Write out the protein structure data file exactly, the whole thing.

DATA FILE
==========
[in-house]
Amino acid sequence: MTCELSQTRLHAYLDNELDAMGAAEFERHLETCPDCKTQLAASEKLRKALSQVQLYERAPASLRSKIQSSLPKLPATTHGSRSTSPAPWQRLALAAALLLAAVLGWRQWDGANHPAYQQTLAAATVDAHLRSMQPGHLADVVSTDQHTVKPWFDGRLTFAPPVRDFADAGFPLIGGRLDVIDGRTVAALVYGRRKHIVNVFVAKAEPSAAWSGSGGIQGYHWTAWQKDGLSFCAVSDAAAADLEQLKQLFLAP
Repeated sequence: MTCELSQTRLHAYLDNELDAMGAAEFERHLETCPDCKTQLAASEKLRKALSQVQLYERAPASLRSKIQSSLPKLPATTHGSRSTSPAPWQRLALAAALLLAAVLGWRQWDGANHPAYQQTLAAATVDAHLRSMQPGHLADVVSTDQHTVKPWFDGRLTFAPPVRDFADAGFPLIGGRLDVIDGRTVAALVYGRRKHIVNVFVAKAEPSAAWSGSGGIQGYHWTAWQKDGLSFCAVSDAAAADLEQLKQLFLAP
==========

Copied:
[in-house]
Amino acid sequence: MTCELSQTRLHAYLDNELDAMGAAEFERHLETCPDCKTQLAASEKLRKALSQVQLYERAPASLRSKIQSSLPKLPATTHGSRSTSPAPWQRLALAAALLLAAVLGWRQWDGANHPAYQQTLAAATVDAHLRSMQPGHLADVVSTDQHTVKPWFDGRLTFAPPVRDFADAGFPLIGGRLDVIDGRTVAALVYGRRKHIVNVFVAKAEPSAAWSGSGGIQGYHWTAWQKDGLSFCAVSDAAAADLEQLKQLFLAP
Repeated sequence: MTCELSQTRLHAYLDNELDAMGAAEFERHLETCPDCKTQLAASEKLRKALSQVQLYERAPASLRSKIQSSLPKLPATTHGSRSTSPAPWQRLALAAALLLAAVLGWRQWDGANHPAYQQTLAAATVDAHLRSMQPGHLADVVSTDQHTVKPWFDGRLTFAPPVRDFADAGFPLIGGRLDVIDGRTVAALVYGRRKHIVNVFVAKAEPSAAWSGSGGIQGYHWTAWQKDGLSFCAVSDAAAADLEQLKQLFLAP